Last Updated: Friday - 09/24/2010
Week of September 20, 2004
Strike cancer at its source
Obesity, smoking, environmental contaminants trigger this plague
By SUZANNE ELSTON
We are dying. The process is often slow and heartbreakingly painful. Moreover, the path toward that death is often so fearful that those who march along that road are so consumed with the process that they are unable or unwilling to figure out why they have been stricken.
Within one week recently, several more gentle souls in my personal universe were called to fight the battle of their lives.
The Grim ReaperIn one family I know, a brother and sister - one with a malignant brain tumour, the other with breast cancer - were both diagnosed on the same day. The week was punctuated by the funeral of a third who lost his battle with prostate cancer. A few days later, a beloved teacher found out that she too had breast cancer.
We all know the mantra, "Cancer can be beaten," and it can. My own mother beat cervical cancer more than 40 years ago. A dear friend is now cancer-free after surviving two separate bouts of melanoma.
But what about the rest? Of the nine children in my mother's family, only one has never been stricken with the disease. Two have recently finished radiation treatment. Five others are dead. And it doesn't stop there. My father lost both of his brothers, his father and his grandfather to the disease.
Cancer seems to gather strength daily, disfiguring, disabling and disheartening all those in its path, like some black army from the depths of Mordor. And like armies of Mordor, attacking it head on, as the armies in the Lord of the Rings discovered, cannot defeat it. Ultimately, the only way to defeat cancer is to prevent it from happening in the first place. To steal yet another lesson from Tolkien, cancer will be stopped when we strike at its source.
Despite the multi-billion dollar medical machine that promises that with just a little more money and a little more time we can beat this disease, cancer rates continue to rise. Health Canada reports that cancer is now the number two killer in this country. Only diseases of the circulatory system (that is, heart and stroke) claim more lives. I think maybe it's time we changed our battle tactics.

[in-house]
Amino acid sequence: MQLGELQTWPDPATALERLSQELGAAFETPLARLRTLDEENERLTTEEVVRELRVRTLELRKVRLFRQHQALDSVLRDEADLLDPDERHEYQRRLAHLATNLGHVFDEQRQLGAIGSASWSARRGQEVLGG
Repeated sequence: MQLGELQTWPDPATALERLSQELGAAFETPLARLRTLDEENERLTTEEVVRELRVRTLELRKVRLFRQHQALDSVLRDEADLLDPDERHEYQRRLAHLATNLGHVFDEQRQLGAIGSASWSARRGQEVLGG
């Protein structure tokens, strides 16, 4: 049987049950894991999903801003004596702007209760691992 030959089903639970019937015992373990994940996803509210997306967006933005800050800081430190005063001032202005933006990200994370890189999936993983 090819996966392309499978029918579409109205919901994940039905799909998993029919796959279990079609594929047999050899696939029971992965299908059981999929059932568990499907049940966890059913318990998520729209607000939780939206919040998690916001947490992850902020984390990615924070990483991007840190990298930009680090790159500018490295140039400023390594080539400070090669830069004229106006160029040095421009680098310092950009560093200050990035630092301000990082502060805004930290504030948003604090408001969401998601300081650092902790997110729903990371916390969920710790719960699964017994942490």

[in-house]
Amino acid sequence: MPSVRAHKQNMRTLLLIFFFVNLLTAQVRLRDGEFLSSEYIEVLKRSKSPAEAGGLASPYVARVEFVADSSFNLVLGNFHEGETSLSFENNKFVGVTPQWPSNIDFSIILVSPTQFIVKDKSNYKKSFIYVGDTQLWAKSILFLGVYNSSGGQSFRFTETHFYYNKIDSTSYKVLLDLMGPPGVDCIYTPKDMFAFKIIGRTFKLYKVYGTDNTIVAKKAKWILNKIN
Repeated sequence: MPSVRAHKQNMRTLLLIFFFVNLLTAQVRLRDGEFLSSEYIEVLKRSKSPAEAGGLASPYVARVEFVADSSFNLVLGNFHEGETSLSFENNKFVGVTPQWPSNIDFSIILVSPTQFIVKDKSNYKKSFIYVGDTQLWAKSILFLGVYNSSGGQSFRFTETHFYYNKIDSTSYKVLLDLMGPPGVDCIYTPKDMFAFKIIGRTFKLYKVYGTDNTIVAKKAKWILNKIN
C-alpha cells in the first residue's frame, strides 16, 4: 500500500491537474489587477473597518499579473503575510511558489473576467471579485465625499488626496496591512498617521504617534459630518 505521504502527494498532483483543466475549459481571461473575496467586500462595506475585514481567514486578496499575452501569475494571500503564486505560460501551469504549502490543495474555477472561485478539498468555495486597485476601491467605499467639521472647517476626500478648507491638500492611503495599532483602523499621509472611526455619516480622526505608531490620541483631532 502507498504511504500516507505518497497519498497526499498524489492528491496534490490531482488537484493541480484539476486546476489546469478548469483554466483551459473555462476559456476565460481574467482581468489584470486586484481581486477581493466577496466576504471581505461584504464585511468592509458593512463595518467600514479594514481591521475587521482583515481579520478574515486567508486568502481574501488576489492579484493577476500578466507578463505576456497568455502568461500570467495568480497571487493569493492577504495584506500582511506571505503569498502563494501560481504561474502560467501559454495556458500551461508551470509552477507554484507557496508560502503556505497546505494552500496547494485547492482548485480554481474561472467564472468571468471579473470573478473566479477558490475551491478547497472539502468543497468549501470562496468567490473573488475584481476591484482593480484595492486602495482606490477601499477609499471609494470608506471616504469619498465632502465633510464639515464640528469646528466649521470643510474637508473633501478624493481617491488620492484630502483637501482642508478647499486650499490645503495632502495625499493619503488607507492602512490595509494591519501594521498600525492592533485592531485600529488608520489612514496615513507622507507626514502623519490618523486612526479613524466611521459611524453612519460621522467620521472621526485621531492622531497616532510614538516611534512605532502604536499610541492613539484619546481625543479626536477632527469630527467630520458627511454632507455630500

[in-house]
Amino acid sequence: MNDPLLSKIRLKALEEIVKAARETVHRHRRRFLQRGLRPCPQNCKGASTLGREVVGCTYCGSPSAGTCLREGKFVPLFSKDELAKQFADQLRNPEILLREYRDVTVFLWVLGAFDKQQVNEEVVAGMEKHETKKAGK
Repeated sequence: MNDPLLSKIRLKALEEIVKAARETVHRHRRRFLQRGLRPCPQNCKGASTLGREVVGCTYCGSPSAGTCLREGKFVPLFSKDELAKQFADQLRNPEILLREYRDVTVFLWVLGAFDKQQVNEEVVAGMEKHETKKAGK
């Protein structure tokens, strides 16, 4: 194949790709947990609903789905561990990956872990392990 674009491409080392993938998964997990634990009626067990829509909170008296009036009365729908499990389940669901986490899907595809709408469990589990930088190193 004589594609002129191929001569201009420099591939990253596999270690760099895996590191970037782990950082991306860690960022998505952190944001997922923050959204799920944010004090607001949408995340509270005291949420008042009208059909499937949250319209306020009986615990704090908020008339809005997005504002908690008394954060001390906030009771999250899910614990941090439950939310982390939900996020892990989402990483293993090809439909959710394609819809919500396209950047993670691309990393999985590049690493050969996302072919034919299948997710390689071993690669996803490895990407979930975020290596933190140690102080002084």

To borrow from Tolkien again, the first step is to know the enemy. Despite decades of research, Cancer Care Ontario estimates that only eight per cent of cancers are triggered by genetics and an additional five per cent are caused by infectious agents. The rest are either directly or indirectly linked to the pollution of our environment, whether that be personal (that is, smoking, obesity) or contaminants- both known and unknown - in the environment at large.
One in three"One in every three of us will be diagnosed with cancer at some point during our lives. It's one in two if you count non-melanoma skin cancers caused by too much exposure to the sun in our ozone-depleted world. One in four Canadians will die from cancer - you probably know several who have 'lost their courageous battles' with cancer far too young," wrote author and cancer activist Liz Armstrong. "If cancer were a contagious disease, we'd have no trouble calling it an epidemic."
Armstrong is a member of the Breast Cancer Prevention Coalition (BCPC), a group of cancer survivors, health and environmental activists working very hard to change our battle tactics in the war on cancer.
According to the group's website, www.stopcancer.org, BCPC believes that the continuing escalation in cancer incidence is due in no small part to our exposure to thousands of synthetic chemicals and radioactive pollutants released continuously into our workplaces and the environment at large, as well as in the products we use on a day-to-day basis.
Given what's at stake, it's high time that we spent a lot more of our cancer dollars on prevention, a decision that would ultimately save billions of dollars in treatment and countless precious lives in the process.
Recommended websites:www.stopcancer.org is a great site, loaded with current information, resources and links to other websites dealing with cancer prevention and environmental protection.
Women's Healthy Environments Network sponsored the Run, Walk and Roll race. For details and photos, or to make a donation, visit whenvironments.ca
Those who enjoying reading obituaries might find Health Canada's death and hospitalization statistics of interest. Go to www.hc-sc.gc.ca/pphb-dgspsp/publicat/lcd-pcd97/mrt_mf_e.html#tab2.
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